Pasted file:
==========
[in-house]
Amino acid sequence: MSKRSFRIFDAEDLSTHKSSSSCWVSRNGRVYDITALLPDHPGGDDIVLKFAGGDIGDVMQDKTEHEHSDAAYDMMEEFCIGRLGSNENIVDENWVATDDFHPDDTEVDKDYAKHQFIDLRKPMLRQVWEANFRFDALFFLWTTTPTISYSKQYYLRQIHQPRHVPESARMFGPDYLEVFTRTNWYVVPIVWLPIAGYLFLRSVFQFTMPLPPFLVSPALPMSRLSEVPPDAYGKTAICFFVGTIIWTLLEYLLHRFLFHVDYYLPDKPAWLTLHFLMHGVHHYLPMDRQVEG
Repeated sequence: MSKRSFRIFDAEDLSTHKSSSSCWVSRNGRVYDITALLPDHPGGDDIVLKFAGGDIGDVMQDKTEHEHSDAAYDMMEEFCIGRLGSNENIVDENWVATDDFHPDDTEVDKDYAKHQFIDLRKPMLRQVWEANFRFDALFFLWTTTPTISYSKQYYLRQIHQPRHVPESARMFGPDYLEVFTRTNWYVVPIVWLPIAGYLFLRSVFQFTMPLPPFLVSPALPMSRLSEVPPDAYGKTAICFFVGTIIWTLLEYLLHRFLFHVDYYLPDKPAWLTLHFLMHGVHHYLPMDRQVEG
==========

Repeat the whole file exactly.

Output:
[in-house]
Amino acid sequence: MSKRSFRIFDAEDLSTHKSSSSCWVSRNGRVYDITALLPDHPGGDDIVLKFAGGDIGDVMQDKTEHEHSDAAYDMMEEFCIGRLGSNENIVDENWVATDDFHPDDTEVDKDYAKHQFIDLRKPMLRQVWEANFRFDALFFLWTTTPTISYSKQYYLRQIHQPRHVPESARMFGPDYLEVFTRTNWYVVPIVWLPIAGYLFLRSVFQFTMPLPPFLVSPALPMSRLSEVPPDAYGKTAICFFVGTIIWTLLEYLLHRFLFHVDYYLPDKPAWLTLHFLMHGVHHYLPMDRQVEG
Repeated sequence: MSKRSFRIFDAEDLSTHKSSSSCWVSRNGRVYDITALLPDHPGGDDIVLKFAGGDIGDVMQDKTEHEHSDAAYDMMEEFCIGRLGSNENIVDENWVATDDFHPDDTEVDKDYAKHQFIDLRKPMLRQVWEANFRFDALFFLWTTTPTISYSKQYYLRQIHQPRHVPESARMFGPDYLEVFTRTNWYVVPIVWLPIAGYLFLRSVFQFTMPLPPFLVSPALPMSRLSEVPPDAYGKTAICFFVGTIIWTLLEYLLHRFLFHVDYYLPDKPAWLTLHFLMHGVHHYLPMDRQVEG